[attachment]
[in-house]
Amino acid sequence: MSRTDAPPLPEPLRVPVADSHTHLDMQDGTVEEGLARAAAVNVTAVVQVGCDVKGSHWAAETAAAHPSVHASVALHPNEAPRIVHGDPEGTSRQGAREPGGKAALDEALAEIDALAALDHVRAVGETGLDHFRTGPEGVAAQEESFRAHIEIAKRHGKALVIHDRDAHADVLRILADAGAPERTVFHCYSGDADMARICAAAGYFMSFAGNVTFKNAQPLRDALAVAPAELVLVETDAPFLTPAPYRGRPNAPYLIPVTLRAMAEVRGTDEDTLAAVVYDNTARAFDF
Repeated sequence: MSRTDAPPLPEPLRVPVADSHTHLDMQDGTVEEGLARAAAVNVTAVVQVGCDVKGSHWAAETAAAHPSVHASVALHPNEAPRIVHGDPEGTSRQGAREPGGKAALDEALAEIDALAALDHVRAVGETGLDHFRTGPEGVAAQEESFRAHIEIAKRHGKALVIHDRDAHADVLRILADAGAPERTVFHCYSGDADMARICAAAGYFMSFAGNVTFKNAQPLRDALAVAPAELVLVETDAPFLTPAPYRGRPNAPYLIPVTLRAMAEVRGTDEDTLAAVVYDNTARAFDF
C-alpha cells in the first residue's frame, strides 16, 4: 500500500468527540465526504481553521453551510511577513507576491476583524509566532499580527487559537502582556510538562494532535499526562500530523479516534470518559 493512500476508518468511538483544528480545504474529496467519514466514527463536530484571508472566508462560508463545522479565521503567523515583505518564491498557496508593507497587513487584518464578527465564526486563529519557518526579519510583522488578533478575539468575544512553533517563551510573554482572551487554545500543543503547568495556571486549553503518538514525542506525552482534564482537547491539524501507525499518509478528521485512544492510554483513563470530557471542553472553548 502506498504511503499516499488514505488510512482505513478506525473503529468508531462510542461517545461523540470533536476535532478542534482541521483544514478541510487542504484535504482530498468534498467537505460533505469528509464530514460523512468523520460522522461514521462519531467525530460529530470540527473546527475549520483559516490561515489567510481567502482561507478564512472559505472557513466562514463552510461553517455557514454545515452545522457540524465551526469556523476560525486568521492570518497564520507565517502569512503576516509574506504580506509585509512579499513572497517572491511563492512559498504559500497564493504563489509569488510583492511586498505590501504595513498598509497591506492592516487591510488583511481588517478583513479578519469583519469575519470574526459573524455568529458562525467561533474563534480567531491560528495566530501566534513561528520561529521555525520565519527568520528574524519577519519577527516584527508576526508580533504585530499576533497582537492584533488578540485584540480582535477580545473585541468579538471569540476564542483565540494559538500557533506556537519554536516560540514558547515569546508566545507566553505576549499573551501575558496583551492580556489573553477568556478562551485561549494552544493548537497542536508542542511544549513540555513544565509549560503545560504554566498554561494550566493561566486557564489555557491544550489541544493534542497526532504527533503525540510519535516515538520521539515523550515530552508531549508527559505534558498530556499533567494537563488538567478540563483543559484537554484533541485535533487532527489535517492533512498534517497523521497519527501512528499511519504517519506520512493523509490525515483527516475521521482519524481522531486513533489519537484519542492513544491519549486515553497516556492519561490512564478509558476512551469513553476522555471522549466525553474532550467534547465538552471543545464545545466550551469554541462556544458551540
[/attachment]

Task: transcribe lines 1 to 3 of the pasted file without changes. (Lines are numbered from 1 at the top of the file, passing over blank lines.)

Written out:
[in-house]
Amino acid sequence: MSRTDAPPLPEPLRVPVADSHTHLDMQDGTVEEGLARAAAVNVTAVVQVGCDVKGSHWAAETAAAHPSVHASVALHPNEAPRIVHGDPEGTSRQGAREPGGKAALDEALAEIDALAALDHVRAVGETGLDHFRTGPEGVAAQEESFRAHIEIAKRHGKALVIHDRDAHADVLRILADAGAPERTVFHCYSGDADMARICAAAGYFMSFAGNVTFKNAQPLRDALAVAPAELVLVETDAPFLTPAPYRGRPNAPYLIPVTLRAMAEVRGTDEDTLAAVVYDNTARAFDF
Repeated sequence: MSRTDAPPLPEPLRVPVADSHTHLDMQDGTVEEGLARAAAVNVTAVVQVGCDVKGSHWAAETAAAHPSVHASVALHPNEAPRIVHGDPEGTSRQGAREPGGKAALDEALAEIDALAALDHVRAVGETGLDHFRTGPEGVAAQEESFRAHIEIAKRHGKALVIHDRDAHADVLRILADAGAPERTVFHCYSGDADMARICAAAGYFMSFAGNVTFKNAQPLRDALAVAPAELVLVETDAPFLTPAPYRGRPNAPYLIPVTLRAMAEVRGTDEDTLAAVVYDNTARAFDF